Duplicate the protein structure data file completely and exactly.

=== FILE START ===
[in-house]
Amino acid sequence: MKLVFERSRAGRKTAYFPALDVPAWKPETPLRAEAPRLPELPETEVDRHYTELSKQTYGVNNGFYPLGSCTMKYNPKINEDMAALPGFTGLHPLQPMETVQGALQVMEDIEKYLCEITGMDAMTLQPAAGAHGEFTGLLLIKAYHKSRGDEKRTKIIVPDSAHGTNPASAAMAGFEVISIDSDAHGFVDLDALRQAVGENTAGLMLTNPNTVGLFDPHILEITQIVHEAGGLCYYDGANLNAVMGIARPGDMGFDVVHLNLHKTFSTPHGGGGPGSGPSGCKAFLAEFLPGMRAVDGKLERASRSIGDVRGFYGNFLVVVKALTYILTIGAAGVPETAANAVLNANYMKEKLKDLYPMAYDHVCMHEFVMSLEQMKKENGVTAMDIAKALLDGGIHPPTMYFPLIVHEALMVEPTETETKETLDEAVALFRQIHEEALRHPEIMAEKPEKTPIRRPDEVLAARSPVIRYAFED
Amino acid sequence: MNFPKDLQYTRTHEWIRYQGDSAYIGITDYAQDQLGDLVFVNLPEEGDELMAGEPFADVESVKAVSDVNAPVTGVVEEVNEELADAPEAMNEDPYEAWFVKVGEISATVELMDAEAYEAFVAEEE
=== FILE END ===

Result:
[in-house]
Amino acid sequence: MKLVFERSRAGRKTAYFPALDVPAWKPETPLRAEAPRLPELPETEVDRHYTELSKQTYGVNNGFYPLGSCTMKYNPKINEDMAALPGFTGLHPLQPMETVQGALQVMEDIEKYLCEITGMDAMTLQPAAGAHGEFTGLLLIKAYHKSRGDEKRTKIIVPDSAHGTNPASAAMAGFEVISIDSDAHGFVDLDALRQAVGENTAGLMLTNPNTVGLFDPHILEITQIVHEAGGLCYYDGANLNAVMGIARPGDMGFDVVHLNLHKTFSTPHGGGGPGSGPSGCKAFLAEFLPGMRAVDGKLERASRSIGDVRGFYGNFLVVVKALTYILTIGAAGVPETAANAVLNANYMKEKLKDLYPMAYDHVCMHEFVMSLEQMKKENGVTAMDIAKALLDGGIHPPTMYFPLIVHEALMVEPTETETKETLDEAVALFRQIHEEALRHPEIMAEKPEKTPIRRPDEVLAARSPVIRYAFED
Amino acid sequence: MNFPKDLQYTRTHEWIRYQGDSAYIGITDYAQDQLGDLVFVNLPEEGDELMAGEPFADVESVKAVSDVNAPVTGVVEEVNEELADAPEAMNEDPYEAWFVKVGEISATVELMDAEAYEAFVAEEE